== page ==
“If you go to a White persons’ gym, everything is in the same room, if you go to an Asian man’s gym you’ve got weights and weights and weights, and you’ll have a little room in the corner … it’ll have like three treadmills”
(18–29 years, second-generation, IMD 5, area E)
Working out in local gyms in comparison to branded facilities also aligned with the formation of identity as one of the local ‘meatheads’, perceptions of socio-economic status (men working hard to appear physically strong despite their socio-economic status) and perceived level of acceptance. This reflects more traditional Pakistani or Indian Punjabi perceptions of masculinity based on physical strength . Some participants felt more comfortable focusing on developing a muscular physique in the local gym rather than the more holistic approaches adapted by bigger brands.
“‘Meatheads’ meaning the big bulky guys who actually, more of a guy’s gym rather than the normal health club that you’d expect, like women or stuff like that. They wouldn’t be there. It’s normally a guy’s gym”
(18–29 years, third-generation, IMD 5, area E)
Consequently, some participants who could afford to avoid these health-related spaces described their discomfort with them;
“I just didn’t feel good in that environment. Like, there was a lot of people, the way they just talked to each other, there was a lot of bad words being said, and you could sometimes smell them doing drugs or, it just wasn’t a nice environment”
(18–29 years, second-generation, IMD 5, area E)
Physical and moral strength
The gym was an arena where men shared their knowledge and experiences on how to stay fit and continue being exemplary, young Pakistani men. It became apparent that the use of their local gym as a source of inspiration, socialisation, and contest for a masculine physique contributed to the desire to be an affluent member of the community as reflected in the rivalry participants expressed in terms of their physical appearance (demonstrating masculine strength and morals). Men with a larger and stronger, socially desirable alpha-male physique were seen as role models and better suited to hold positions of authority or leadership in their family or community.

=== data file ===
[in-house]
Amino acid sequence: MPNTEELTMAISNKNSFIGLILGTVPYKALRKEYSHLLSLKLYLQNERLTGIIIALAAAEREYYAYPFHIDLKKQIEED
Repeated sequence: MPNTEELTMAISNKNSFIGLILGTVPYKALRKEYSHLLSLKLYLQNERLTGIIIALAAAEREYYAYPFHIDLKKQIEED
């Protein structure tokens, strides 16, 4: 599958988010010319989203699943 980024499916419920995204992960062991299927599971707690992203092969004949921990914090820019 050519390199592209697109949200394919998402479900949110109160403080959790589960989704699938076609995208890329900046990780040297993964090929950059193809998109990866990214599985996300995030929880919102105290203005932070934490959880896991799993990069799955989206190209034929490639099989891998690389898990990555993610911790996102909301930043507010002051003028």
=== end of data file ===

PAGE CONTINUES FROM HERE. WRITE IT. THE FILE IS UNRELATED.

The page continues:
“I’ve got the broad shoulders to make decisions, whether the family likes them or not, and that’s the role I play in my family”
(30–49 years, second-generation, IMD 4, area H)
Men developing their physical strength was a demonstration of their commitment to protecting their family and their community’s cultural values and norms. In some instances, protecting (defending) the cultural norms of the community was taken literally.
“The weaker you are the more vulnerable you are to other people, the more prone you are to being attacked, so the more healthy you are you can protect yourself, you can protect your family, if you get into a fight or something and you are weak, its most likely that the person that’s fighting you will be stronger than you … protection, protecting yourself, protecting your women, protecting your children, I think that is a big motivation (for going to the gym or being healthy)”
(18-29 years, first-generation, IMD 5, area E)